The joints of the carpus may be subdivided into - The joints of the first row. The joints of the second row. The medio-carpal, or junction of the two rows with each other.
1. The Joints of the First Row of Carpal Bones Class. - Diarthrosis. Subdivision. - Arthrodia.
The bones of the first row, the pisiform excepted, are united by two sets of ligaments and two interosseous fibro-cartilages.
The two dorsal intercarpal ligaments extend transversely between the bones, and connect the navicular with the lunate, and the lunate with the triquetral. Their posterior surfaces are in contact with the posterior ligament of the -wrist.
The two volar intercarpal ligaments extend nearly transversely between the bones connecting the navicular with the lunate, and the lunate with the triquetral. They are stronger than the dorsal ligaments, and are placed beneath the anterior ligament of the wrist.
The two interosseous intercarpal ligaments are interposed between the navicular and lunate, and the lunate and triquetral bones, reaching from the dorsal to the volar surfaces and being connected with the dorsal and volar ligaments. They are narrow fibro-cartilages which extend between small portions only of the osseous surfaces. They help to form the convex carpal surface of the radio-carpal joint, and are somewhat wedge-shaped, their bases being toward the wrist, and their thin edges between the adjacent articular surfaces of the bones.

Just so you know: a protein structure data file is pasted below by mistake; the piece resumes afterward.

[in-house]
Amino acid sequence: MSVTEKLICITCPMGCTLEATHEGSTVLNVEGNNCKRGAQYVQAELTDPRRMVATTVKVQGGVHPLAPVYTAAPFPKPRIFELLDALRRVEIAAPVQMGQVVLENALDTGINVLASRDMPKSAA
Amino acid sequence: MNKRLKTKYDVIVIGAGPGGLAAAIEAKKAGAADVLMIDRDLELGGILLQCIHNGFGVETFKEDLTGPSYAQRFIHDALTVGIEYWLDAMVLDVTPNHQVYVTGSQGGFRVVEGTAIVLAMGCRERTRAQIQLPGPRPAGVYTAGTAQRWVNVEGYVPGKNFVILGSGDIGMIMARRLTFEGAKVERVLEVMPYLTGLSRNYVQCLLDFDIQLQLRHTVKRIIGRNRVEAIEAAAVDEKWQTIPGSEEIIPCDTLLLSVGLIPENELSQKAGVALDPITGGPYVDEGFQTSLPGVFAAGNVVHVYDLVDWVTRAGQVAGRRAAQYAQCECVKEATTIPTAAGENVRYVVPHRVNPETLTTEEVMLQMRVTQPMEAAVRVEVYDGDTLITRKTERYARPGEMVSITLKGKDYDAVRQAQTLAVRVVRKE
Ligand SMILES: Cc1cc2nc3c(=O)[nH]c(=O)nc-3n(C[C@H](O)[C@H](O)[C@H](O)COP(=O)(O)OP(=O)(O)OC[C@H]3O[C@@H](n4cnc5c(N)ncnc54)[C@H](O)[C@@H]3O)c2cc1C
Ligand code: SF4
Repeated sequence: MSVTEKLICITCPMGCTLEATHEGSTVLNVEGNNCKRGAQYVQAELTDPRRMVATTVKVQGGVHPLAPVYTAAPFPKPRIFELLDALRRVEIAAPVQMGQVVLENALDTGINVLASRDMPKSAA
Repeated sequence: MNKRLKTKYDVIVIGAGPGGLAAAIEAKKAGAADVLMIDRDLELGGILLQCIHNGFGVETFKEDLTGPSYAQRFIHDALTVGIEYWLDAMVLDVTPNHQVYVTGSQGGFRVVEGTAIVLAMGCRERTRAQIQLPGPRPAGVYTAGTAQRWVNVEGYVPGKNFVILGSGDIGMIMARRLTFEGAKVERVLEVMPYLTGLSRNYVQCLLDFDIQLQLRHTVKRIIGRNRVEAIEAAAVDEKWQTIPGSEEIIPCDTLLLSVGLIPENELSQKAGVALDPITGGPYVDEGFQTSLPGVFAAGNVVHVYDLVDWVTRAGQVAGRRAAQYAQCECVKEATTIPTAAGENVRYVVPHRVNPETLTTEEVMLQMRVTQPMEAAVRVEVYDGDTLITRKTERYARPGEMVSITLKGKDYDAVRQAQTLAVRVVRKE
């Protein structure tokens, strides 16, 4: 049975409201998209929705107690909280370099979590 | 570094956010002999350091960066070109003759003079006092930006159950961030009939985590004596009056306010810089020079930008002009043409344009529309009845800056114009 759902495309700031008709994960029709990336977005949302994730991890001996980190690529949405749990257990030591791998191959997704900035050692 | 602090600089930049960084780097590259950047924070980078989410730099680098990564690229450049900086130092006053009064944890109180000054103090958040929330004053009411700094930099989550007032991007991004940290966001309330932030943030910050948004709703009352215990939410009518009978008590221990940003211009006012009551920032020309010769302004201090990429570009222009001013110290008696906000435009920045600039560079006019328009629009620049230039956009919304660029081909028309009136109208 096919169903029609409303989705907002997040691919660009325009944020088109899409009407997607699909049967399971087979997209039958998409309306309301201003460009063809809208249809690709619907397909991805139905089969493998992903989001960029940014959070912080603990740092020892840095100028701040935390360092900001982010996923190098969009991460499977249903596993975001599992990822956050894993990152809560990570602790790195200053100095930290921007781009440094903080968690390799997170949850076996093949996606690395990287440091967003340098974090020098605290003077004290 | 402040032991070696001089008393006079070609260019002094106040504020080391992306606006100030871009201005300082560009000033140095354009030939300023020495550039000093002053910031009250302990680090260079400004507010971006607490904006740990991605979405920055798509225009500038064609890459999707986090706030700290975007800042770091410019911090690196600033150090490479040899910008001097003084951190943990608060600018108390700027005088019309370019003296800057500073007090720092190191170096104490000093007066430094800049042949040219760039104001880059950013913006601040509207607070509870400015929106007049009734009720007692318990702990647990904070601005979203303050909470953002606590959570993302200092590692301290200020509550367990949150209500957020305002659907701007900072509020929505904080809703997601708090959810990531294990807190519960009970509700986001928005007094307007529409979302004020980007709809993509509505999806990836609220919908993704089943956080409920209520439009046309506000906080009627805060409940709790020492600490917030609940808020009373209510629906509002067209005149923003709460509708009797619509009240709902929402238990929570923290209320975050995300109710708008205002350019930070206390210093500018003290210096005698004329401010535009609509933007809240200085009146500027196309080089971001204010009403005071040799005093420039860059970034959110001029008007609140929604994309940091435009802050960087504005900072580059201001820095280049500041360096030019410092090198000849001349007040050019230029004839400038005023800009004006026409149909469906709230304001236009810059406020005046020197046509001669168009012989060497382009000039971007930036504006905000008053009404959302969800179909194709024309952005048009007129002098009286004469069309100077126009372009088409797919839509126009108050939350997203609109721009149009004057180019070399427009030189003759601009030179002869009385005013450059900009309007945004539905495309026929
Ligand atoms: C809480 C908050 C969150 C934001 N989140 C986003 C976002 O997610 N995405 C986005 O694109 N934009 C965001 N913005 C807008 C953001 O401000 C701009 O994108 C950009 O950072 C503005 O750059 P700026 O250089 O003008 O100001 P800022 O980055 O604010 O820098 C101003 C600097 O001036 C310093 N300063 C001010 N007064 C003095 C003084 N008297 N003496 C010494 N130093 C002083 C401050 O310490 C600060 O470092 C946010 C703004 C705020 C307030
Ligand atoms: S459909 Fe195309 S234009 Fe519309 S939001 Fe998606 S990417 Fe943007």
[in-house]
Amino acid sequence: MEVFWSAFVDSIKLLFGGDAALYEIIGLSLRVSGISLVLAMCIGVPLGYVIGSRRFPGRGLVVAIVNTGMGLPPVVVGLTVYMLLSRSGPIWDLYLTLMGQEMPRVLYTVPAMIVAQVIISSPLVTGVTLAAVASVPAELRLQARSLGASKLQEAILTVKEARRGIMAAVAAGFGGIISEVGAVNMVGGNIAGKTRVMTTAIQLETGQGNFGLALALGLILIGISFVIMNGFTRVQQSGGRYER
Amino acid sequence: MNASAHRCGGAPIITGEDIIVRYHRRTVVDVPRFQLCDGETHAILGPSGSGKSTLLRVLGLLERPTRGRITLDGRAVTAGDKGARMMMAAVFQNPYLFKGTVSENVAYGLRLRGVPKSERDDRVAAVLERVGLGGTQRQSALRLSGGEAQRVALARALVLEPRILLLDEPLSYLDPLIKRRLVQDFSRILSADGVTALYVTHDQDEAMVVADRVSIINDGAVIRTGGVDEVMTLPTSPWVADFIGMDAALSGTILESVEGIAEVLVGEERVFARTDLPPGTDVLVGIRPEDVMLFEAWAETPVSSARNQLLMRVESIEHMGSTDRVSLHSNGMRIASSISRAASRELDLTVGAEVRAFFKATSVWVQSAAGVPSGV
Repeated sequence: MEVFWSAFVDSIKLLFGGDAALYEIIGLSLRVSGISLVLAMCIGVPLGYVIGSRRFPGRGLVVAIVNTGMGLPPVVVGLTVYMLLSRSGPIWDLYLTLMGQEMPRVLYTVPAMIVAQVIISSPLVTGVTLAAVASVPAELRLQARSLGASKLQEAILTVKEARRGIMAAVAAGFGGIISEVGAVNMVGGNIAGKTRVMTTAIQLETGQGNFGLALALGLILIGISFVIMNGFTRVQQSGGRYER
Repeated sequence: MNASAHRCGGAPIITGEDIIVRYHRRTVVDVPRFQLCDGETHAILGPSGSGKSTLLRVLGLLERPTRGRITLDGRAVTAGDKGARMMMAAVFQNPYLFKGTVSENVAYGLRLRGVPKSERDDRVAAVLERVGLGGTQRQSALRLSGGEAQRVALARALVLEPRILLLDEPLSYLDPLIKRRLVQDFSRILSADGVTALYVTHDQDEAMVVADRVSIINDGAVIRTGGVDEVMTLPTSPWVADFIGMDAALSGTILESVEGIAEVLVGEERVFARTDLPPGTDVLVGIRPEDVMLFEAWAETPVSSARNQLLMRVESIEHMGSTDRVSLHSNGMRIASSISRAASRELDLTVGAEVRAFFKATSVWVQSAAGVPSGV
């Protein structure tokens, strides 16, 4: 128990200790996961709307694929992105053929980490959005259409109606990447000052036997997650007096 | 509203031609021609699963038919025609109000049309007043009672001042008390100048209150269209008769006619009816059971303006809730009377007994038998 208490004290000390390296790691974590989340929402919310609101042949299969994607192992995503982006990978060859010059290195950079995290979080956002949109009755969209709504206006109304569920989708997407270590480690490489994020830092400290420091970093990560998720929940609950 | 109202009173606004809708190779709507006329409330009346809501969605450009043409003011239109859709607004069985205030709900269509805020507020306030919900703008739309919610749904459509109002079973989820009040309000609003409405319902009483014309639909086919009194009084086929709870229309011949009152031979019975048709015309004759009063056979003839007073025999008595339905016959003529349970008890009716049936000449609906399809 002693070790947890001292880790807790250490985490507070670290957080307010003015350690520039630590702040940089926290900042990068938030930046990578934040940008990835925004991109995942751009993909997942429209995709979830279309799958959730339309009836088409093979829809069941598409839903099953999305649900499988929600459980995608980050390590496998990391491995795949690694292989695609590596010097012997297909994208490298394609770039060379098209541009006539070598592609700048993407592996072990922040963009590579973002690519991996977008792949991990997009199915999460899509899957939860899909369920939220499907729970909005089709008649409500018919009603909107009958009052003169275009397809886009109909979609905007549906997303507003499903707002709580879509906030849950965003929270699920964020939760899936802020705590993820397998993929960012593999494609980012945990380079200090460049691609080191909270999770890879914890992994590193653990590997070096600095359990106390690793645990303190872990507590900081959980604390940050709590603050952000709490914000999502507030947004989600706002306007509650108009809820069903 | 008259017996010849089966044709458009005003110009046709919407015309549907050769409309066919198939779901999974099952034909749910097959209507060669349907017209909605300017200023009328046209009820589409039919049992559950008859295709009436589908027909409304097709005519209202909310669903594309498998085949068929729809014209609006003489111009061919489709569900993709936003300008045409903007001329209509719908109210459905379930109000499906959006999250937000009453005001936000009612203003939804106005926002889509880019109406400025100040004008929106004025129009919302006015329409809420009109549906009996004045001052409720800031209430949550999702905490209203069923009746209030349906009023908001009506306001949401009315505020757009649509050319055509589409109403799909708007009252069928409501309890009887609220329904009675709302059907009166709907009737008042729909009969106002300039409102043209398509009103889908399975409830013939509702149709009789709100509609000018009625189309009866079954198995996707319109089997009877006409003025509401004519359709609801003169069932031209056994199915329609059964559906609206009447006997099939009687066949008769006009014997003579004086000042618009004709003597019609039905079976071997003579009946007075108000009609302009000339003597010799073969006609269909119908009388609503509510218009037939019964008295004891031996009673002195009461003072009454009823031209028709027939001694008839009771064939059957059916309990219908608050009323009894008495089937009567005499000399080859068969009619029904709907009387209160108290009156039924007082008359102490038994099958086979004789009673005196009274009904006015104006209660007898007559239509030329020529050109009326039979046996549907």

The synovial membrane is a prolongation from that of the medio-carpal joint.
The arterial and nerve-supplies are the same as for the medio-carpal joint.
The Joint of the Pisiform Bone with the Triquetral
This is an arthrodial joint which has a loose fibrous capsule attached to both the pisiform and triquetral bones just beyond the margins of their articular surfaces.
It is lined by a separate synovial membrane. Two strong rounded or flattened bands pass downward from the pisiform, one to the process of the hamate [ligament pisohamatum], and the other [ligament pisometacarpeum] to the bases of the third to fifth metacarpals; these are regarded as prolongations of the tendon of the flexor carpi ulnaris, and the pisiform bone may be looked upon in the light of a sesamoid bone developed in that tendon.
2. The Joints of the Second Row of Carpal Bones
Class. - Diarthrosis. Subdivision. - Arthrodia.
The four bones of this row are united by three dorsal, three palmar, and three interosseous ligaments.
The three dorsal ligaments extend transversely and connect the greater with the lesser multangular, the lesser multangular with the capitate, and the capitate with the hamate.
The three volar ligaments are stronger than the dorsal, and are deeply placed beneath the mass of flexor tendons; they extend transversely between the bones in a similar manner to the dorsal ligaments.
Three interosseous ligaments connect the bones of the lower row of the carpus together. Two are connected with the capitate, one uniting it with the hamate and the other binding it to the lesser multangular. The third ligament joins the greater and lesser multangular.
The synovial membrane is a prolongation of that lining the medio-carpal joint.
2.1. Vessels and nerves
The arterial and nerve -supplies are the same as for the medio-carpal joint.